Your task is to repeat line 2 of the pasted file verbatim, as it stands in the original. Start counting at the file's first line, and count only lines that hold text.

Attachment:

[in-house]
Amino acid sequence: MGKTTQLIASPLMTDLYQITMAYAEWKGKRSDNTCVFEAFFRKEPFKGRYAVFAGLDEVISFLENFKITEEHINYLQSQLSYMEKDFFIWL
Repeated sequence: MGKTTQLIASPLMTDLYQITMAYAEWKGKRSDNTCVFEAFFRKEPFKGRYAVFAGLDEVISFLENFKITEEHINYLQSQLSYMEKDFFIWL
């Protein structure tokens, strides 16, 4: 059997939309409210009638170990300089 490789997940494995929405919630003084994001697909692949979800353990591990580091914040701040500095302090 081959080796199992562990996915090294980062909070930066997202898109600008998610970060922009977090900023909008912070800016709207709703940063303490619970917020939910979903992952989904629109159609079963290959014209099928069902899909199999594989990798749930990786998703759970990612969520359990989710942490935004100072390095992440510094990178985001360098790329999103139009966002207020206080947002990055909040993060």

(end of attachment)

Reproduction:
Amino acid sequence: MGKTTQLIASPLMTDLYQITMAYAEWKGKRSDNTCVFEAFFRKEPFKGRYAVFAGLDEVISFLENFKITEEHINYLQSQLSYMEKDFFIWL